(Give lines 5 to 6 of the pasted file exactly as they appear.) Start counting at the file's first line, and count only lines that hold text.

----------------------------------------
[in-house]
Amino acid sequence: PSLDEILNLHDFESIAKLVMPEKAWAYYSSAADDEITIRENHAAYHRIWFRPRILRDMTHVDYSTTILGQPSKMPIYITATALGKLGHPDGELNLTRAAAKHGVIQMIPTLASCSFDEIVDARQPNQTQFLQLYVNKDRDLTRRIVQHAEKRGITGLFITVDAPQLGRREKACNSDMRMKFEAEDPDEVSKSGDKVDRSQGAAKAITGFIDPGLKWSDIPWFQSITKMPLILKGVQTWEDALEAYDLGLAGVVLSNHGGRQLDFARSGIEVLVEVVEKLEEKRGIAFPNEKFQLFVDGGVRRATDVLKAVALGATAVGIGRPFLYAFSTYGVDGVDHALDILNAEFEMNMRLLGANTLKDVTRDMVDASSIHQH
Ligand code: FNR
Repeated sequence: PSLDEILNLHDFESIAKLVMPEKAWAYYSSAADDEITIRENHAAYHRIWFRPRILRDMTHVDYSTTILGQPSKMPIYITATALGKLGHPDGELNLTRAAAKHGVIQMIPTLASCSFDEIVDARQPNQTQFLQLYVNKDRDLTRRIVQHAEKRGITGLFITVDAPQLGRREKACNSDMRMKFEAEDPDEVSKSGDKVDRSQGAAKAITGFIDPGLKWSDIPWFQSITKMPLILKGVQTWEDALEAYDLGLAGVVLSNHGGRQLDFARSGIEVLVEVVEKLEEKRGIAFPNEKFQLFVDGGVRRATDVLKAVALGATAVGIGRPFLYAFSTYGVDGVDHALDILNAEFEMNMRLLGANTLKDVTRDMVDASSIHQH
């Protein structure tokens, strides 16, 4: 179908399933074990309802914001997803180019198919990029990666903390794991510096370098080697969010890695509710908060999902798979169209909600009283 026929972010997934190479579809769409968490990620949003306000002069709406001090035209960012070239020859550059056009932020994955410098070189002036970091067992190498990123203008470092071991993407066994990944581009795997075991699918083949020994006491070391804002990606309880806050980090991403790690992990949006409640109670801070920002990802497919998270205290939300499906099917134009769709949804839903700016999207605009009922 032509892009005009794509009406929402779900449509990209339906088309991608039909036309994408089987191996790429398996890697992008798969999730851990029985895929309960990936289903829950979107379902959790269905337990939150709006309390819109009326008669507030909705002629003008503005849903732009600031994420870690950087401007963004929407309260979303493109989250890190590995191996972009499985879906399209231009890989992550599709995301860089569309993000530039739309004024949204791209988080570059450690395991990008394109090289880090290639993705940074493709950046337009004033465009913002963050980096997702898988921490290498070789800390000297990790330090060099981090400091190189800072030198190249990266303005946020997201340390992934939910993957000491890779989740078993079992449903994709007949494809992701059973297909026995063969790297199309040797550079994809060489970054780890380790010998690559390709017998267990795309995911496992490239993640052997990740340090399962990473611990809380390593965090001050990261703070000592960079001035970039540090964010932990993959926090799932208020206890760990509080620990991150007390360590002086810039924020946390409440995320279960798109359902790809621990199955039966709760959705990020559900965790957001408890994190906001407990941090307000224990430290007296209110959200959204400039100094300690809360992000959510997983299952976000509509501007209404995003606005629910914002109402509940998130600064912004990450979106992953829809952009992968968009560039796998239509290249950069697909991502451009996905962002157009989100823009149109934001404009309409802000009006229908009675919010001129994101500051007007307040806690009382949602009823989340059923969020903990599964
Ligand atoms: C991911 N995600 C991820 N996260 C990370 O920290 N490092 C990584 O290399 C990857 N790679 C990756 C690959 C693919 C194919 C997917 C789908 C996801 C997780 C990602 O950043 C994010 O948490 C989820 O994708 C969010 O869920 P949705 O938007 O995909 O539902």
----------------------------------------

């Protein structure tokens, strides 16, 4: 179908399933074990309802914001997803180019198919990029990666903390794991510096370098080697969010890695509710908060999902798979169209909600009283 026929972010997934190479579809769409968490990620949003306000002069709406001090035209960012070239020859550059056009932020994955410098070189002036970091067992190498990123203008470092071991993407066994990944581009795997075991699918083949020994006491070391804002990606309880806050980090991403790690992990949006409640109670801070920002990802497919998270205290939300499906099917134009769709949804839903700016999207605009009922 032509892009005009794509009406929402779900449509990209339906088309991608039909036309994408089987191996790429398996890697992008798969999730851990029985895929309960990936289903829950979107379902959790269905337990939150709006309390819109009326008669507030909705002629003008503005849903732009600031994420870690950087401007963004929407309260979303493109989250890190590995191996972009499985879906399209231009890989992550599709995301860089569309993000530039739309004024949204791209988080570059450690395991990008394109090289880090290639993705940074493709950046337009004033465009913002963050980096997702898988921490290498070789800390000297990790330090060099981090400091190189800072030198190249990266303005946020997201340390992934939910993957000491890779989740078993079992449903994709007949494809992701059973297909026995063969790297199309040797550079994809060489970054780890380790010998690559390709017998267990795309995911496992490239993640052997990740340090399962990473611990809380390593965090001050990261703070000592960079001035970039540090964010932990993959926090799932208020206890760990509080620990991150007390360590002086810039924020946390409440995320279960798109359902790809621990199955039966709760959705990020559900965790957001408890994190906001407990941090307000224990430290007296209110959200959204400039100094300690809360992000959510997983299952976000509509501007209404995003606005629910914002109402509940998130600064912004990450979106992953829809952009992968968009560039796998239509290249950069697909991502451009996905962002157009989100823009149109934001404009309409802000009006229908009675919010001129994101500051007007307040806690009382949602009823989340059923969020903990599964
Ligand atoms: C991911 N995600 C991820 N996260 C990370 O920290 N490092 C990584 O290399 C990857 N790679 C990756 C690959 C693919 C194919 C997917 C789908 C996801 C997780 C990602 O950043 C994010 O948490 C989820 O994708 C969010 O869920 P949705 O938007 O995909 O539902």